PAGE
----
There are two things that will cause a Thread to be not garbage collected.
Any thread that is still alive will not be garbage collected. A thread is alive until the
run method called by
Thread.start() exits, either normally or by throwing an exception. Once this happens (and the thread's uncaught exception handler has finished), the thread is dead.
Any live reference to the Thread object for a thread will prevent it from being garbage collected. The live reference could be in your code, or if you are using thread pools, they could be part of the pool data structures.
The memory of my java process keeps growing but yet the heap does not increase.
That would be because each thread has a large (e.g. 1Mb) stack segment that is not allocated in the Java heap.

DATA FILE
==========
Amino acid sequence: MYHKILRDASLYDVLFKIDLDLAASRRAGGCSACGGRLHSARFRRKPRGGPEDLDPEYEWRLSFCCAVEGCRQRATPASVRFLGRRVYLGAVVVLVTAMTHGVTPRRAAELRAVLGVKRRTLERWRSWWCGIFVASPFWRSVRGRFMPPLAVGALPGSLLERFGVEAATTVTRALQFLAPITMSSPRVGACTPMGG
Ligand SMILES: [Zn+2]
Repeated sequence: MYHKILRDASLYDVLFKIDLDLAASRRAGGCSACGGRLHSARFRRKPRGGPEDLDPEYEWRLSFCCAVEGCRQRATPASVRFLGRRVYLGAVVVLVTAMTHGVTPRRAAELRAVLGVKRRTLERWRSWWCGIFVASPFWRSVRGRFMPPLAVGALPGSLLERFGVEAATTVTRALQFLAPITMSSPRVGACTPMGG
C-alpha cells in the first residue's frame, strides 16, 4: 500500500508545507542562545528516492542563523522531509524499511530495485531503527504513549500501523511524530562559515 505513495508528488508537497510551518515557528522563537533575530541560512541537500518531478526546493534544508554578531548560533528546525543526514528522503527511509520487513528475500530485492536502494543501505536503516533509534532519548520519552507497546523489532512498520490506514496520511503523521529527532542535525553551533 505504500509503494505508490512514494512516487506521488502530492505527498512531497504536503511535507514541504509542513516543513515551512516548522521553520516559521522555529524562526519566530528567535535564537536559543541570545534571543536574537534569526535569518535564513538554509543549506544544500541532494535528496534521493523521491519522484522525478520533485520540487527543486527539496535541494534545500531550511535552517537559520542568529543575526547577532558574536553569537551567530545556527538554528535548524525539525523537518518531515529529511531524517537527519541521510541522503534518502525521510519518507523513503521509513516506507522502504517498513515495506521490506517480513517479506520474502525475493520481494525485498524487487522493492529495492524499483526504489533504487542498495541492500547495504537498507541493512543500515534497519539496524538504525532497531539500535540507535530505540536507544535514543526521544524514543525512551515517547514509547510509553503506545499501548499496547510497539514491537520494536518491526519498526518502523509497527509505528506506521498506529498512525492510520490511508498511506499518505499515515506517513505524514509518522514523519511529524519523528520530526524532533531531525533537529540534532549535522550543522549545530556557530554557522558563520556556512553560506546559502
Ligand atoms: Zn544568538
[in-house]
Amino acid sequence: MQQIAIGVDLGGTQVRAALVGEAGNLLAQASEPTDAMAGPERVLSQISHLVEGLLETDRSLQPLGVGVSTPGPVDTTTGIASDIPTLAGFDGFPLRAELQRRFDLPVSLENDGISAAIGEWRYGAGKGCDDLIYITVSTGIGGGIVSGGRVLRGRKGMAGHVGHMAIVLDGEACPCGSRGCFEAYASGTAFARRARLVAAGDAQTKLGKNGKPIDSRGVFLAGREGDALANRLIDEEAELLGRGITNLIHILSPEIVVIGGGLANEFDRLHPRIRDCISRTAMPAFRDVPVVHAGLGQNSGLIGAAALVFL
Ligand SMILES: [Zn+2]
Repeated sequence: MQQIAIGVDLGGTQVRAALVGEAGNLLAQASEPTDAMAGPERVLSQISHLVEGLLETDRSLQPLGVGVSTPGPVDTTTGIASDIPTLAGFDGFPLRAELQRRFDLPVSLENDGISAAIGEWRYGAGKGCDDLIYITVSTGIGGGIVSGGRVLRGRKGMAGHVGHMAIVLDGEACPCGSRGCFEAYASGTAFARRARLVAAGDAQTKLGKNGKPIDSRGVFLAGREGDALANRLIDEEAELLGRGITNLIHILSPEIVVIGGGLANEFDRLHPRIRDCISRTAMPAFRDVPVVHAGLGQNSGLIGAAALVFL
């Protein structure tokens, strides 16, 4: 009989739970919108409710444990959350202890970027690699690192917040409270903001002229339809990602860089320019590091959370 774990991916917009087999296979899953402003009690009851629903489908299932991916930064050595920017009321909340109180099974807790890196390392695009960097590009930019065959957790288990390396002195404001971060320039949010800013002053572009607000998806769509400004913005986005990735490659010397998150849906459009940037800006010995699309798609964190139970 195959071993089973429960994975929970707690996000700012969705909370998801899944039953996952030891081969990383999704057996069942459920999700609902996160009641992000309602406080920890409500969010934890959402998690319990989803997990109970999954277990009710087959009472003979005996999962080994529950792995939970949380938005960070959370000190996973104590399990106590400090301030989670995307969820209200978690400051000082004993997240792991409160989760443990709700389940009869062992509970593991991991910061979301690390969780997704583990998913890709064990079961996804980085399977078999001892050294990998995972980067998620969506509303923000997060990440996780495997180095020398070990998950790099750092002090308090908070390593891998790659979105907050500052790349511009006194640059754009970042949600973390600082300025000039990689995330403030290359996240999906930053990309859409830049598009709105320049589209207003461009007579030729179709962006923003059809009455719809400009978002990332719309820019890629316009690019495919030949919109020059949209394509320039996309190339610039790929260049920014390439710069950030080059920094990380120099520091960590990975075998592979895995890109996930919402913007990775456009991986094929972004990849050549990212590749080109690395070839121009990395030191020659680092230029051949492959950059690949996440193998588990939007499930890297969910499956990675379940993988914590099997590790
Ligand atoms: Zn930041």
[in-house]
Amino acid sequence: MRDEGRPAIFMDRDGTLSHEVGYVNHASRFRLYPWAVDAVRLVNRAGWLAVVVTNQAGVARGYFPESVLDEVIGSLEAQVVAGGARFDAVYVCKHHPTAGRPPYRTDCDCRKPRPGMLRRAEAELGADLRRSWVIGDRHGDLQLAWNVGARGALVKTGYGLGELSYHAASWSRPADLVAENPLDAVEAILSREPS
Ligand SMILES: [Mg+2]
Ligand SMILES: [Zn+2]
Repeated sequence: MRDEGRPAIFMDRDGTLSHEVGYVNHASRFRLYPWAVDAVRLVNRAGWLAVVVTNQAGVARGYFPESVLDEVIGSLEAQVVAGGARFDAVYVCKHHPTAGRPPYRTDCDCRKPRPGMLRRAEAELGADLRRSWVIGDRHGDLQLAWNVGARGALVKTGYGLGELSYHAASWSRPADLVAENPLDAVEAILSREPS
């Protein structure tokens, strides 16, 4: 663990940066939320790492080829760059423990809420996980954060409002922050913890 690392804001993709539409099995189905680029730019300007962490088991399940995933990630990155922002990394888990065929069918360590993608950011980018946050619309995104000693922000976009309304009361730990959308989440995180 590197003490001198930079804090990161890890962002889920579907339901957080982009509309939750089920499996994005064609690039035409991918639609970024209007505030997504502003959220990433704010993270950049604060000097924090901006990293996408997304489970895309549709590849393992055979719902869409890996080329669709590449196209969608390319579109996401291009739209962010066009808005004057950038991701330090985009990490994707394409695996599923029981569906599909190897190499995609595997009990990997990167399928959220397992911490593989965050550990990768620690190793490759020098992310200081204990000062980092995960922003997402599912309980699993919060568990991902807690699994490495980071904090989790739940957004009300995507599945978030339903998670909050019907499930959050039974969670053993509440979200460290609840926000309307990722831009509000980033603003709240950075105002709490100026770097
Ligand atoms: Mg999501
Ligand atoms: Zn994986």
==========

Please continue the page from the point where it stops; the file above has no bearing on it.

A thread's stack segment is only allocated when the thread is started, and released as soon as the thread terminates. The same also applies (I think) to the thread's thread-local map. A Thread object that is not "alive" doesn't use much memory at all.
So to sum it up. You appear to have lots of live threads. They won't be garbage collected as long as they are alive, and the only way to make them release their memory is to cause them to die ... somehow.
To reduce memory usage, you to need to do one or more of:
- Look at the thread code (the
run() methods, etc) to figure out why they are still hanging around.
- Reduce the size of the thread stacks. (In theory, you can go as low as 64K ...)
- Redesign your app so that it doesn't create thousands of threads. (Thread pools and some kind of work queue is one possible approach.)